For the next 12 years, an intense jungle war was fought by the British, Commonwealth and Malayan forces against the Communist terrorists. The arrival of Lt. Gen Sir Gerald Templer as British High Commissioner in 1952 signalled the beginning of the end of the emergency. Templer introduced counter-insurgency measures that effectively reduced the Communist impact. Finally, on July 31, 1960, the Emergency was lifted. 

Up over the emergency period in Malaya, a total of 9,313 terrorists had been eliminated, 6,215 killed, 1,221 captured and 1,877 surrendered and 2,724 had been wounded. Meanwhile, 2,445 civilians had been killed, 1,378 wounded and 805 are still missing."

 

A page from the book 'Road to nationhood : Malaysia 1941-1966'

The killing of three European planters by communists triggered the declaration of emergency by Sir Edward Gent, the British High Commissioner in Malaya.  

A page from the book 'Road to nationhood : Malaysia 1941-1966'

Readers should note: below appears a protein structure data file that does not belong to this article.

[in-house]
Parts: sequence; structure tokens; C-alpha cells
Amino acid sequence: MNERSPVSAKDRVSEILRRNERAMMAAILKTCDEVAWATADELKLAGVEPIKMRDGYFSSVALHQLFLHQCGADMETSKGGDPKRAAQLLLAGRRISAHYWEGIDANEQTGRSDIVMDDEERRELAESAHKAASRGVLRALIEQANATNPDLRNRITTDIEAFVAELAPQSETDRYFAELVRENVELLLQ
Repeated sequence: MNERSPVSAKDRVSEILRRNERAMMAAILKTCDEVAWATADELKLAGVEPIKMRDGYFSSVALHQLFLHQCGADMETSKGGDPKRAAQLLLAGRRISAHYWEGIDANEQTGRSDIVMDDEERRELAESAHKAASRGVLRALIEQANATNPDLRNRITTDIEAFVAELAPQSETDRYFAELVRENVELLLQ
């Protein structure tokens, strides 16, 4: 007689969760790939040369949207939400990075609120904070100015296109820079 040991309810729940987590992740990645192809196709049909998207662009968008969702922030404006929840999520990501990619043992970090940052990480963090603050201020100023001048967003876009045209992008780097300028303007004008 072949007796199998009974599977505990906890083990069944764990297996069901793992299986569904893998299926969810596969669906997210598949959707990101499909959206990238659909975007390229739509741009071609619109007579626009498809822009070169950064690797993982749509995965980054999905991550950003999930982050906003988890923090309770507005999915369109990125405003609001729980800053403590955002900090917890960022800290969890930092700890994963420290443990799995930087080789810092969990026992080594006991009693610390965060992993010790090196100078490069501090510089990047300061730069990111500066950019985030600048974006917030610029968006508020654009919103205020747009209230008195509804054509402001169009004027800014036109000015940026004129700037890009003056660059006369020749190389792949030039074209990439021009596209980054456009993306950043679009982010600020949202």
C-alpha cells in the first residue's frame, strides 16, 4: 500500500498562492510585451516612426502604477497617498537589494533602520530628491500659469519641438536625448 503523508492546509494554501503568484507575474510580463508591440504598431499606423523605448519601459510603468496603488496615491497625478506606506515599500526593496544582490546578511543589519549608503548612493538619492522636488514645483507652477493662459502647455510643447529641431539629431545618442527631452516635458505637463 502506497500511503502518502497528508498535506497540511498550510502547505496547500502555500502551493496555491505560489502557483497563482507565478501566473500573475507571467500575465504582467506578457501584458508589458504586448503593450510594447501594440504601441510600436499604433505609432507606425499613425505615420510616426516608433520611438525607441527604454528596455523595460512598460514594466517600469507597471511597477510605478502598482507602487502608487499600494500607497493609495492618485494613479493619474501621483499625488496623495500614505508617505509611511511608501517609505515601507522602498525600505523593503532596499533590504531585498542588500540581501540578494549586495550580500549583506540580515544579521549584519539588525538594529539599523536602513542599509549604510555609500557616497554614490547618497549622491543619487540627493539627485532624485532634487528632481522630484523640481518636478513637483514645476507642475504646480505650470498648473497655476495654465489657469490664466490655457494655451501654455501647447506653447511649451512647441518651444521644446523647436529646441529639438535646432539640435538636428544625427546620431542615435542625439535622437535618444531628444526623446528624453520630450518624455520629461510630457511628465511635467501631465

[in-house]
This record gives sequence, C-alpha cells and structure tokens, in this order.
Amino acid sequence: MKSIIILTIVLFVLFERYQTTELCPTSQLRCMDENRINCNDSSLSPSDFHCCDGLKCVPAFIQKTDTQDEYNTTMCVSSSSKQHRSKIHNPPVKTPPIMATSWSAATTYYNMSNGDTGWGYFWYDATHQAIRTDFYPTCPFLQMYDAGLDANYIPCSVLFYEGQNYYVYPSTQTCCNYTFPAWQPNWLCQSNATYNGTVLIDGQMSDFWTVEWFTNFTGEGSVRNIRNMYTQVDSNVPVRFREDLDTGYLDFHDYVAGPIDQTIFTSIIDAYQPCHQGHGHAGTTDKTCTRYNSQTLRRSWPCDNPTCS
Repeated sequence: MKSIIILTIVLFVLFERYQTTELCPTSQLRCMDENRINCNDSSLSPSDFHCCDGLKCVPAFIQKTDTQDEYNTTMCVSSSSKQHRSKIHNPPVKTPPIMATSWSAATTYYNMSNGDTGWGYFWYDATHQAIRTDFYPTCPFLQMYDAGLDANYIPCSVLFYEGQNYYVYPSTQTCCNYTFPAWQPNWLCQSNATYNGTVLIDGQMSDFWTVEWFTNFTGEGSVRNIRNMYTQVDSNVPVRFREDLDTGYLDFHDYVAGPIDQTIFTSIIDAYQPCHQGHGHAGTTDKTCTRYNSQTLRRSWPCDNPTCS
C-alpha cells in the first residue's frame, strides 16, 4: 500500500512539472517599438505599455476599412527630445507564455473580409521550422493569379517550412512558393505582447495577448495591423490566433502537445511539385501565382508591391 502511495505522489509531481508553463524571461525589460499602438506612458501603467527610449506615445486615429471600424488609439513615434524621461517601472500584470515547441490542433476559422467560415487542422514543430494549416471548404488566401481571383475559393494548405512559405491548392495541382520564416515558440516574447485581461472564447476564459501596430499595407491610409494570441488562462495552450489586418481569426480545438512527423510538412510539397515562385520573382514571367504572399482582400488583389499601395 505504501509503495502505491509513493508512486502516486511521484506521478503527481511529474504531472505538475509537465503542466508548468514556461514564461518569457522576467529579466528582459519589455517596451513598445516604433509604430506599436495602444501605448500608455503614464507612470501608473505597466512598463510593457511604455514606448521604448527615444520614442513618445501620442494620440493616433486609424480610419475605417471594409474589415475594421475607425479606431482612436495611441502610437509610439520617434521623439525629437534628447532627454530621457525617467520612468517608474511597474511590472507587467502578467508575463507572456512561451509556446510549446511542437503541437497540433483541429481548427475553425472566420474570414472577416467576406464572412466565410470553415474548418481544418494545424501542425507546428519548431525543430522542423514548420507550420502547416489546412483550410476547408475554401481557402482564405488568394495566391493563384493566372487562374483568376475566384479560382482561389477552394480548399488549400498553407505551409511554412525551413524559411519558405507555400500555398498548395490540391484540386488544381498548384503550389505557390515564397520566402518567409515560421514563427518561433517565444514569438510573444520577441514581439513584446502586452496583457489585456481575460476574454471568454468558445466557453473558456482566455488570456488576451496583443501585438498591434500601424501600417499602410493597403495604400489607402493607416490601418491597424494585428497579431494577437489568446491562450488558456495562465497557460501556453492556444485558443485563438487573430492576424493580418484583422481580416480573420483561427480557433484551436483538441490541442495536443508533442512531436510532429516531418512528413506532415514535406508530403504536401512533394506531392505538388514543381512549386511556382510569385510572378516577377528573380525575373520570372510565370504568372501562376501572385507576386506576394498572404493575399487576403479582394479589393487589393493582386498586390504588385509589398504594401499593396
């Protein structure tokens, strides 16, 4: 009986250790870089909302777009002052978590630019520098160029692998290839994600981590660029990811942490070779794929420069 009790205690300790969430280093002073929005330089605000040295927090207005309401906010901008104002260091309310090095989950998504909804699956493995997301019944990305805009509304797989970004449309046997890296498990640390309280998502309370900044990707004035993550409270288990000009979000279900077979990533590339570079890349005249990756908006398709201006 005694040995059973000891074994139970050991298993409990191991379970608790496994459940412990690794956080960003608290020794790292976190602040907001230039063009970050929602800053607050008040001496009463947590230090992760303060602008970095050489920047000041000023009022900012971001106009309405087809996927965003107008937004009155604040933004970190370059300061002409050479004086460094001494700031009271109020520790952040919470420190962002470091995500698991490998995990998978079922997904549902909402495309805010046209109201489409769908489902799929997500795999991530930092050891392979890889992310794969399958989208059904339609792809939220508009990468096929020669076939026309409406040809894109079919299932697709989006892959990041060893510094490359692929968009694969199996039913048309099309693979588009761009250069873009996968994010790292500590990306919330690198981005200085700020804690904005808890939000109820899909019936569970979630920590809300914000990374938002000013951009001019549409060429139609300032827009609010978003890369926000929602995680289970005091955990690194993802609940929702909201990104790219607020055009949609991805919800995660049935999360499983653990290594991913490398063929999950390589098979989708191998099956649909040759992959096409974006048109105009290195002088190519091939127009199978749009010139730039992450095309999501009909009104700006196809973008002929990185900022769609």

The funeral of Mr Archibald Nicolson, who was killed when his car overturned after he and his wife had run into a bandit ambush.

 

A page from the book 'Road to nationhood : Malaysia 1941-1966'

During the emergency, movement of people and goods was closely monitored to root out communist sympathisers who supplied food and information to the communist terrorists. Picture show a special constable examining the rattan baskets in the boot of a car at one of the many road checks near Kuala Lumpur during the anti-bandit month.

A page from the book 'Road to nationhood : Malaysia 1941-1966'

Typical operation by 848 Naval air squadron, showing the troops boarding a helicopter in the Malayan jungle in one of their forays against the communist terrorist.

 

Road to Independence